En bloc resection of a primary tumor is a significant undertaking, even in the most experienced hands. We therefore recommend referring these cases to quaternary centers with experience in primary spine tumor surgery.
Terminology is essential in primary tumor management.
An en bloc resection refers to a surgical attempt to remove a tumor in one piece without violating it.
On the other hand, an intralesional resection or a curettage refers to a deliberate intralesional resection.
An en bloc resection needs to be associated with a pathological margin description to be correctly defined.
Four types of margins are described:
Two conditions need to be met for an en bloc resection to be deemed possible.
If these conditions are not met, an en bloc resection will not be possible without a planned transgression of the tumor.
In this illustration, the spinal canal is circumferentially surrounded by a tumor. There is not enough uninvolved portion of the ring to allow an en bloc resection.
Proper planning is instrumental in the management of primary spine tumors. A multidisciplinary approach may be required depending on the localization of the tumor.
This picture shows an example of an L3 posterior element solitary fibrous tumor.
Embolization procedures are recommended to reduce operative blood loss in hypervascular tumors, especially during more extensive resections.
Embolization should be considered for hypervascular tumors, such as giant cell tumors, aneurysmal bone cysts, and hemangiomas.
The role of the embolization is:
Embolization on its own may also have a therapeutic effect.
This image shows the embolization of a hypervascular tumor.
A posterior approach is recommended for a lumbar tumor involving the posterior element.
The goal will be to disconnect the tumor from the intact vertebral body and deliver the tumor posteriorly.
A wide visualization is essential in these cases, and a laminectomy involving half a level above and below the tumor is recommended.
The goal is to achieve:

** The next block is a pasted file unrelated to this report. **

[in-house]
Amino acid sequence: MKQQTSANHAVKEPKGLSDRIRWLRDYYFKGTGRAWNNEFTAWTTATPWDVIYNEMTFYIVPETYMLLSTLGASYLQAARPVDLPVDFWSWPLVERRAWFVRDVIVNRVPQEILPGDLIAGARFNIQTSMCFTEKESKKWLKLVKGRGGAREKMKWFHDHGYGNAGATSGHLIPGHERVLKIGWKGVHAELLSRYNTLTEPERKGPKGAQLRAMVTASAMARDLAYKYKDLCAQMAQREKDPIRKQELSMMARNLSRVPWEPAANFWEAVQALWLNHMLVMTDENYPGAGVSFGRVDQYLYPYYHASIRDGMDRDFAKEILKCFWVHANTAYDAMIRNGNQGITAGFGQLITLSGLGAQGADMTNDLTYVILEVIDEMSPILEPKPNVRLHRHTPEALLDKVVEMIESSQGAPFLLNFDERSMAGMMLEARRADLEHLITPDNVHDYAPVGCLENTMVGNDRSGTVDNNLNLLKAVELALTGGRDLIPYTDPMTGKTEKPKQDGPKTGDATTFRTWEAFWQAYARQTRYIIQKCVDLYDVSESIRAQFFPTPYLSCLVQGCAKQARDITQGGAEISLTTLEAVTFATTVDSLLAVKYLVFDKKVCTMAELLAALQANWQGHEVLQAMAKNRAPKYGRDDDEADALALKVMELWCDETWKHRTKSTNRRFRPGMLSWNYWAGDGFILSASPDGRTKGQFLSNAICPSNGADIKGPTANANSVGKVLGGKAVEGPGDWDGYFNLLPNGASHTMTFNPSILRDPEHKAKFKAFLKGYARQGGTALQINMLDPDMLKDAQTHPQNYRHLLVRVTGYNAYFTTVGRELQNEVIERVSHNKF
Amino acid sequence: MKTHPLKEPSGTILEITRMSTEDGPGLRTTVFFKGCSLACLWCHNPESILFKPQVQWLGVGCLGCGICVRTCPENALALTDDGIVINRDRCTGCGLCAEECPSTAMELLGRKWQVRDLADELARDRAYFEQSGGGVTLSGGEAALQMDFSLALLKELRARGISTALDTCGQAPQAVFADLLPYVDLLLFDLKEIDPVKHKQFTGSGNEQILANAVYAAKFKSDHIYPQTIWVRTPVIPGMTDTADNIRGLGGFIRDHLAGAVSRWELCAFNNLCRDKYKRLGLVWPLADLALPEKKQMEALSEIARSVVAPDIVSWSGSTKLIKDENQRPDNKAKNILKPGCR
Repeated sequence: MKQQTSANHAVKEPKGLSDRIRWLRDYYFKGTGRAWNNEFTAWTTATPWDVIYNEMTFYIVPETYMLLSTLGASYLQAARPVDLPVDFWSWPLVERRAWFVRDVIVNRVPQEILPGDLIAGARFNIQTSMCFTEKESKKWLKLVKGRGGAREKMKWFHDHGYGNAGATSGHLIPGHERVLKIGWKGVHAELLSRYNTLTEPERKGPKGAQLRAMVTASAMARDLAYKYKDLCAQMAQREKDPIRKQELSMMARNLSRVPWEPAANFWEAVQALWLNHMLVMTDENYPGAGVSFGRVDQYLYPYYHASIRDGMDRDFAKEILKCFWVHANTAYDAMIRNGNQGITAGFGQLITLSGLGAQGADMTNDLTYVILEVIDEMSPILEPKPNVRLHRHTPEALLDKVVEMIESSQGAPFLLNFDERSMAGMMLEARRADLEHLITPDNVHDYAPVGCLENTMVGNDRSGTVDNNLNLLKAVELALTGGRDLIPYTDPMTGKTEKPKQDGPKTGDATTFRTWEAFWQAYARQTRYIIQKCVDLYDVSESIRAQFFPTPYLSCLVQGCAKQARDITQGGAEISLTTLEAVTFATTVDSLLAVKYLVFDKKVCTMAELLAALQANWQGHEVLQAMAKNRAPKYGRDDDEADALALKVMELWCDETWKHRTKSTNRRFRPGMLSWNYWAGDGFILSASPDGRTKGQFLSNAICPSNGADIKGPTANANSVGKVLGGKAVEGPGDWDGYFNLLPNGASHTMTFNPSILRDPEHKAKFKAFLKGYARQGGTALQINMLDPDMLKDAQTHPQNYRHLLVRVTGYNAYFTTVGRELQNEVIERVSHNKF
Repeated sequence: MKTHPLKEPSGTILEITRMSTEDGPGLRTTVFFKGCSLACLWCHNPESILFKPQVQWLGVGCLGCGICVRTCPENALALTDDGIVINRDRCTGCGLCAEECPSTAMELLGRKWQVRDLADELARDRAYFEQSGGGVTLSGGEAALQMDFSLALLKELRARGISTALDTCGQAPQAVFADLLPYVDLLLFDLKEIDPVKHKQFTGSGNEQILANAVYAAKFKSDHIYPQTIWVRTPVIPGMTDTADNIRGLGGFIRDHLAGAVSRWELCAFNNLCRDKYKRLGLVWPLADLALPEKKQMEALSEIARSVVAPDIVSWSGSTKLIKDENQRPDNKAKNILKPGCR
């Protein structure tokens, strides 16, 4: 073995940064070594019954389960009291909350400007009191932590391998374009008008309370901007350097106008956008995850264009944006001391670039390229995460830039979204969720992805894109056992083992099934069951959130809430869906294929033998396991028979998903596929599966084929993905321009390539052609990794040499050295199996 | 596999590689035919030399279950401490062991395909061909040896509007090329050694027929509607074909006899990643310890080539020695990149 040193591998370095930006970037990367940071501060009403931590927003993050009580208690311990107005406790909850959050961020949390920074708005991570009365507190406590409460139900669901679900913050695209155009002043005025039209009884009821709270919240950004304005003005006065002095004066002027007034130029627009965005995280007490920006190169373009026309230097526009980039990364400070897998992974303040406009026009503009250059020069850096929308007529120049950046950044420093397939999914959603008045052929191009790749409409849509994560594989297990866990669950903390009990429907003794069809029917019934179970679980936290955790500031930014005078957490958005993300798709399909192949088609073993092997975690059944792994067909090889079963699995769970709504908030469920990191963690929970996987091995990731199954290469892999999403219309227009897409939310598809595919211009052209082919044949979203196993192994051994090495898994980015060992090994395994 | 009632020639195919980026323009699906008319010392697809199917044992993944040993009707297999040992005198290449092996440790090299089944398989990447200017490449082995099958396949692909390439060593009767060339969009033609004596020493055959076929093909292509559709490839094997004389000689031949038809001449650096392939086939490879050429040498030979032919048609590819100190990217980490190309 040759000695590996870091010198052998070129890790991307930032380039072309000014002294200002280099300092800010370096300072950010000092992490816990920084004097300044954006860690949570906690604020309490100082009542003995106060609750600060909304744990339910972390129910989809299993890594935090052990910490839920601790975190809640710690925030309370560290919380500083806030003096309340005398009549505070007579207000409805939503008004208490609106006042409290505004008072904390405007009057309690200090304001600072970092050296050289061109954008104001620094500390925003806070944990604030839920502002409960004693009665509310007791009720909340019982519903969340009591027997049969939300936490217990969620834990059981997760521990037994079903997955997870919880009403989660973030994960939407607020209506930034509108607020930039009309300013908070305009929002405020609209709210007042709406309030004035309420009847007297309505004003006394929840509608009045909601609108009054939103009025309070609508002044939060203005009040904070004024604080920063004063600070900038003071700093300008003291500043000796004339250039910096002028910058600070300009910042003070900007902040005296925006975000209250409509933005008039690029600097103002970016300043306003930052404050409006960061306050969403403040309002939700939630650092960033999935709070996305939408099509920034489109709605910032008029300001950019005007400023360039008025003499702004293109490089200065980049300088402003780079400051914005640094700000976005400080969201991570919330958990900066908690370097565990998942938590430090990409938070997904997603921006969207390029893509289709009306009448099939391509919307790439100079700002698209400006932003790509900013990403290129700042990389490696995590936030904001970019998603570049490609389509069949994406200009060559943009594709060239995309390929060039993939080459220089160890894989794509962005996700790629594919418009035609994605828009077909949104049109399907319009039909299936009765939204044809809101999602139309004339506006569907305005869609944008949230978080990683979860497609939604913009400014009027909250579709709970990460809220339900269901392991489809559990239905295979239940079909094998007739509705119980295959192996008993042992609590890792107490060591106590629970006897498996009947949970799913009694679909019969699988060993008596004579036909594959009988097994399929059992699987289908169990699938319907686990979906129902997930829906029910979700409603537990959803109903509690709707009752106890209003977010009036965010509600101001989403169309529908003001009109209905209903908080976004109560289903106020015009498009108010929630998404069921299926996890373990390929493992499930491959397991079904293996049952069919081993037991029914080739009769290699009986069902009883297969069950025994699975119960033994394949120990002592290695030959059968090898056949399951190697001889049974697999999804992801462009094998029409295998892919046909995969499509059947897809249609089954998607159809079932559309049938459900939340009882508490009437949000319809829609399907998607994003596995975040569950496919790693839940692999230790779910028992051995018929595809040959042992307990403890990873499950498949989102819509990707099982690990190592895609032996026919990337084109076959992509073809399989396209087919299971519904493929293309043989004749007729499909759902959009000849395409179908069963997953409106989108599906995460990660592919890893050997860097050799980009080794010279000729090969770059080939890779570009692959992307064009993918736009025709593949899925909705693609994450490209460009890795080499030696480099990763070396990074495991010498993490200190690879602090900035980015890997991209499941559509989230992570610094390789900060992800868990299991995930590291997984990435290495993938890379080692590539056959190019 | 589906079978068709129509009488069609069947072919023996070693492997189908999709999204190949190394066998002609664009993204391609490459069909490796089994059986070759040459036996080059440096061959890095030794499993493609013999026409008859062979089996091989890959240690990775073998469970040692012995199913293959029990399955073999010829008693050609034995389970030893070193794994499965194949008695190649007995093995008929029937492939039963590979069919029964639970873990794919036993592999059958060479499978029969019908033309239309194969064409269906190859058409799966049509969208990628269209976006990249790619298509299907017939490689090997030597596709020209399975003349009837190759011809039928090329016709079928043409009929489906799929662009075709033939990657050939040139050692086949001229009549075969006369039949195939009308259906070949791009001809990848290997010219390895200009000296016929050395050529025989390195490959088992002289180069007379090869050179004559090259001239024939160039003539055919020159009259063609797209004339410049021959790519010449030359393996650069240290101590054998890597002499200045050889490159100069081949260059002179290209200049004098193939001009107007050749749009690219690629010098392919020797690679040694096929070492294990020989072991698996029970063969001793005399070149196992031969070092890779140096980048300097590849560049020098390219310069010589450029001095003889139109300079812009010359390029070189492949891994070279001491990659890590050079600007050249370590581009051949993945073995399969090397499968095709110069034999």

A posterior-only approach may also be used if a posterior element tumor is unilateral and involves up to segment 3 or 10.
A posterior element resection is less destabilizing than a vertebrectomy. A fixation of two vertebrae above and below is sufficient.
The risk of implant failure may be decreased by cement augmentation of fenestrated screws in patients with poor bone quality.
As the procedure is often curative, it is important to verify that the spine is reconstructed in good alignment, and a solid bony union should be attempted.
If a posterior element tumor only involves segment 1 and/or 12, an en bloc resection can be performed without the need for an instrumented fusion.
Every case is unique.
To illustrate the surgical principle of an en bloc resection with posterior release and delivery in the lumbar spine, we will use an L2 tumor located in segments 10–3 of the WBB classification.
A posterior midline approach to the lumbar spine is performed.
A wider dissection will typically be performed for primary tumors compared to a trauma case.
Careful analysis of the preoperative imaging is important to avoid tumor violation during the approach.
Following a midline incision, the subcutaneous tissues are dissected down to the chosen dorsal plane of dissection.
The dissection is carried laterally through the soft tissues around the tumor until the normal bone is reached.